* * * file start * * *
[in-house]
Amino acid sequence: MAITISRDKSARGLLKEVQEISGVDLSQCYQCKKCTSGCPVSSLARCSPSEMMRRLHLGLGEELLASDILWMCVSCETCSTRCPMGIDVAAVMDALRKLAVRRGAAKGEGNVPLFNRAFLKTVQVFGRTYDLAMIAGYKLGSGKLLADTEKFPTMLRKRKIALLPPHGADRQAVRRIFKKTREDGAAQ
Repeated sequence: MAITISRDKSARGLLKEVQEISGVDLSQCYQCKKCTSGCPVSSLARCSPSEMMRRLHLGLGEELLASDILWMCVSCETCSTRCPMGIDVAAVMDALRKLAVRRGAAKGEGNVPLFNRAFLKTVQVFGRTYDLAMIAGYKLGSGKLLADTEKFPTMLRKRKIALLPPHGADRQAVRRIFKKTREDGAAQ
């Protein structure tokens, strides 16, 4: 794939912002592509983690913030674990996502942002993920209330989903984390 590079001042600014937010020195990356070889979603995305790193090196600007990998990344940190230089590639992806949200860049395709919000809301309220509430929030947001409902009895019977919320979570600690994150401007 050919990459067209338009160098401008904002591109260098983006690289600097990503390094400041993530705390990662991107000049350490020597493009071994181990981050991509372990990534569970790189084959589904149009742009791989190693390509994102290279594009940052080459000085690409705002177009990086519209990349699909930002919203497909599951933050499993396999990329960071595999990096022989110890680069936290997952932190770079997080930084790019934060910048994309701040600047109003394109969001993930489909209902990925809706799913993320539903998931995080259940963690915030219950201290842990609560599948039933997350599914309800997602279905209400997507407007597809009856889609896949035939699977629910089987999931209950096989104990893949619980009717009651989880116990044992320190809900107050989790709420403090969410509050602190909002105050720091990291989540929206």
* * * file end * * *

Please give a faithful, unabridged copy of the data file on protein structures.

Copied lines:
[in-house]
Amino acid sequence: MAITISRDKSARGLLKEVQEISGVDLSQCYQCKKCTSGCPVSSLARCSPSEMMRRLHLGLGEELLASDILWMCVSCETCSTRCPMGIDVAAVMDALRKLAVRRGAAKGEGNVPLFNRAFLKTVQVFGRTYDLAMIAGYKLGSGKLLADTEKFPTMLRKRKIALLPPHGADRQAVRRIFKKTREDGAAQ
Repeated sequence: MAITISRDKSARGLLKEVQEISGVDLSQCYQCKKCTSGCPVSSLARCSPSEMMRRLHLGLGEELLASDILWMCVSCETCSTRCPMGIDVAAVMDALRKLAVRRGAAKGEGNVPLFNRAFLKTVQVFGRTYDLAMIAGYKLGSGKLLADTEKFPTMLRKRKIALLPPHGADRQAVRRIFKKTREDGAAQ
């Protein structure tokens, strides 16, 4: 794939912002592509983690913030674990996502942002993920209330989903984390 590079001042600014937010020195990356070889979603995305790193090196600007990998990344940190230089590639992806949200860049395709919000809301309220509430929030947001409902009895019977919320979570600690994150401007 050919990459067209338009160098401008904002591109260098983006690289600097990503390094400041993530705390990662991107000049350490020597493009071994181990981050991509372990990534569970790189084959589904149009742009791989190693390509994102290279594009940052080459000085690409705002177009990086519209990349699909930002919203497909599951933050499993396999990329960071595999990096022989110890680069936290997952932190770079997080930084790019934060910048994309701040600047109003394109969001993930489909209902990925809706799913993320539903998931995080259940963690915030219950201290842990609560599948039933997350599914309800997602279905209400997507407007597809009856889609896949035939699977629910089987999931209950096989104990893949619980009717009651989880116990044992320190809900107050989790709420403090969410509050602190909002105050720091990291989540929206």